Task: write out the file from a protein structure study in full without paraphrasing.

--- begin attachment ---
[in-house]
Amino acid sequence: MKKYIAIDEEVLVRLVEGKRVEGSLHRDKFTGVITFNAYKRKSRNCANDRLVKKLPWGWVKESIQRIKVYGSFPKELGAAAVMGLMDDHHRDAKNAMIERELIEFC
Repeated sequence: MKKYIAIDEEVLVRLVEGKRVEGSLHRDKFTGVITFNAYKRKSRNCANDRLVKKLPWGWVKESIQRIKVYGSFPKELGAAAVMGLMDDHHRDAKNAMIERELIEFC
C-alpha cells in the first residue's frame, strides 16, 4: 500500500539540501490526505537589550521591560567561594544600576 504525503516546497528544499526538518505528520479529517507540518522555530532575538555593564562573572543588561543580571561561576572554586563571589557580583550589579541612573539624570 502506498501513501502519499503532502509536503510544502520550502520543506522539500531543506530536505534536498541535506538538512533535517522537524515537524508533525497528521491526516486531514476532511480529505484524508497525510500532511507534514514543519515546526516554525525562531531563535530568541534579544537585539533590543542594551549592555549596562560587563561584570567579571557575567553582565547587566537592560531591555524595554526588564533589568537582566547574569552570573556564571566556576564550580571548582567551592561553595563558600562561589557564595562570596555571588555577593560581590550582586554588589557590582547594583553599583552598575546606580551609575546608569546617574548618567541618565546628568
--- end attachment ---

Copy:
[in-house]
Amino acid sequence: MKKYIAIDEEVLVRLVEGKRVEGSLHRDKFTGVITFNAYKRKSRNCANDRLVKKLPWGWVKESIQRIKVYGSFPKELGAAAVMGLMDDHHRDAKNAMIERELIEFC
Repeated sequence: MKKYIAIDEEVLVRLVEGKRVEGSLHRDKFTGVITFNAYKRKSRNCANDRLVKKLPWGWVKESIQRIKVYGSFPKELGAAAVMGLMDDHHRDAKNAMIERELIEFC
C-alpha cells in the first residue's frame, strides 16, 4: 500500500539540501490526505537589550521591560567561594544600576 504525503516546497528544499526538518505528520479529517507540518522555530532575538555593564562573572543588561543580571561561576572554586563571589557580583550589579541612573539624570 502506498501513501502519499503532502509536503510544502520550502520543506522539500531543506530536505534536498541535506538538512533535517522537524515537524508533525497528521491526516486531514476532511480529505484524508497525510500532511507534514514543519515546526516554525525562531531563535530568541534579544537585539533590543542594551549592555549596562560587563561584570567579571557575567553582565547587566537592560531591555524595554526588564533589568537582566547574569552570573556564571566556576564550580571548582567551592561553595563558600562561589557564595562570596555571588555577593560581590550582586554588589557590582547594583553599583552598575546606580551609575546608569546617574548618567541618565546628568